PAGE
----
Complaints of dizzy spells are very common and are used by patients to describe many different sensations. The key to making a diagnosis is to find out exactly what the patient means by dizzy and then decide whether or not this represents vertigo. With a clear description of vertigo, the precipitants and time course (onset, frequency, and duration of attacks) are often diagnostic.

Assess the nature of the dizziness

  • Assess whether the person has vertigo rather than presyncope, disequilibrium (imbalance), or light-headedness. Vertigo usually causes rotatory or spinning symptoms. See also separate article Dizziness, Giddiness and Feeling Faint.

Assess any associated symptoms

  • Ear symptoms - eg, hearing loss, ear discharge, tinnitus.
  • Neurological symptoms - eg, headache, diplopia, visual disturbance, dysarthria or dysphagia, paraesthesia, muscle weakness or ataxia.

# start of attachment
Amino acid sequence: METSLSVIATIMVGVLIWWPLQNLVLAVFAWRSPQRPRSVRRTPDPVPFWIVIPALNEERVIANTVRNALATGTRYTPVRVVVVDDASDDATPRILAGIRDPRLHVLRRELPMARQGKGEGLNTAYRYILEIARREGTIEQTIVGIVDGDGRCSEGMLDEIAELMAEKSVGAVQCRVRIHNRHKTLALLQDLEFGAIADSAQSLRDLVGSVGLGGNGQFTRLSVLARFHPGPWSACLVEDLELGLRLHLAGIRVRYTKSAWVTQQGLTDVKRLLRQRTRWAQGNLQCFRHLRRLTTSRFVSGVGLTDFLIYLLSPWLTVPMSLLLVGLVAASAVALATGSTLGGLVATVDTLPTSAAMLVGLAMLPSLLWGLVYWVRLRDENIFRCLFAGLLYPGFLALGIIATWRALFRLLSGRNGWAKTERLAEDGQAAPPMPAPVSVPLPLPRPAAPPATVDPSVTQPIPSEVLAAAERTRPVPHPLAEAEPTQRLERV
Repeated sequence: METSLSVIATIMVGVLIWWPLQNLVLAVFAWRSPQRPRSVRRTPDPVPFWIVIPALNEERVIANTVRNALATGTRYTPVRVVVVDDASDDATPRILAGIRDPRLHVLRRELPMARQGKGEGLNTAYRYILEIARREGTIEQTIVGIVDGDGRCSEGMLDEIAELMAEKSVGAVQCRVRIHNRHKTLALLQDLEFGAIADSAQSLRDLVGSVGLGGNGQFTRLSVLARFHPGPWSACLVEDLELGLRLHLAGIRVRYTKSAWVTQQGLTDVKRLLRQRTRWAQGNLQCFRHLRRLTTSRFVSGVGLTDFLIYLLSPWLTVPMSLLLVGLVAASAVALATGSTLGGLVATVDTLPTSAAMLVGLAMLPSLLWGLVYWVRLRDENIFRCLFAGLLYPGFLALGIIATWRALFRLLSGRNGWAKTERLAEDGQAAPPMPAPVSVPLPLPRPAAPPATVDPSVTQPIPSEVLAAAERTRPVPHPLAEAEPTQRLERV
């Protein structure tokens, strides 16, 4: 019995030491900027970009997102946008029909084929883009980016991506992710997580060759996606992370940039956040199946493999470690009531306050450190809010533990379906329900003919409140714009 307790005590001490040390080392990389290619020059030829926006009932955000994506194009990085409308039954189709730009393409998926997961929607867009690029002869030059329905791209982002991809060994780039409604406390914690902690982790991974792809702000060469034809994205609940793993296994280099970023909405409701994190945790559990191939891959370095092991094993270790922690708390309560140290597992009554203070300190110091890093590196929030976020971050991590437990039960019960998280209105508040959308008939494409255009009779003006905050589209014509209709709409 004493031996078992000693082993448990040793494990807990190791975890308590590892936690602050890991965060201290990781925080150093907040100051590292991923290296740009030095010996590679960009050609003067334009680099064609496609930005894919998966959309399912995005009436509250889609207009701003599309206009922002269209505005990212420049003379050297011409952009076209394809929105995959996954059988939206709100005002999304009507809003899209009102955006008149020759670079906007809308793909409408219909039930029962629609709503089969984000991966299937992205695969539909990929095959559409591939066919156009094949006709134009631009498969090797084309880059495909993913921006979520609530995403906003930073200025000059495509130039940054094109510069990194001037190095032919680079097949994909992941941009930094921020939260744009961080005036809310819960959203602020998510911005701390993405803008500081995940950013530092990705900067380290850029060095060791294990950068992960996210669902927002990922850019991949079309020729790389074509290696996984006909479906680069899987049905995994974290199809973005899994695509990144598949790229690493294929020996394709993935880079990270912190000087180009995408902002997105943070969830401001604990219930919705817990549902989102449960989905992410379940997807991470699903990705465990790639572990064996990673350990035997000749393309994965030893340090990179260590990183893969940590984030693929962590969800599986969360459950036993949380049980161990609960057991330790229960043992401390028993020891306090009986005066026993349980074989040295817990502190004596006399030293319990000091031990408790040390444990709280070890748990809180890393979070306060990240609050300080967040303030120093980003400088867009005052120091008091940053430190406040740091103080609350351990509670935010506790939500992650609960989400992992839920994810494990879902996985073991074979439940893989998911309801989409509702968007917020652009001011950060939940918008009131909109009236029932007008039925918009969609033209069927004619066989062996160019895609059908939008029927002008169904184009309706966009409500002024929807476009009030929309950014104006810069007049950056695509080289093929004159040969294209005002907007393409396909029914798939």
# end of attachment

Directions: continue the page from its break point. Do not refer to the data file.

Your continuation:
• Autonomic symptoms - eg, nausea and vomiting, sweating or palpitations.
  • Symptoms suggesting migraine aura - eg, visual or olfactory symptoms.

Assess any relevant medical history

  • Recent upper respiratory tract infection or ear infection (may suggest a diagnosis of vestibular neuronitis or labyrinthitis).
  • History of migraine.
  • Head trauma or recent labyrinthitis suggests BPPV.
  • Direct trauma to the ear, which may indicate possible perilymph fistula.
  • Both anxiety or depression can aggravate dizziness or vertigo.
  • Cardiovascular risk factors increase the likelihood that stroke may be the cause of vertigo.
  • Some drugs (eg, aminoglycosides, furosemide, antidepressants, antipsychotics, anticonvulsants) may cause vertigo.
  • Acute intoxication with alcohol may cause vertigo.

Examination

  • Neurological examination, including gait and their ability to stand unaided, cranial nerves, cerebellar function, signs of peripheral neuropathy and any indication of a cerebrovascular event.
  • Ear examination, including signs of infection, discharge and cholesteatoma.
  • Eye examination: nystagmus (common in acute vertigo), fundoscopy.

Specific clinical tests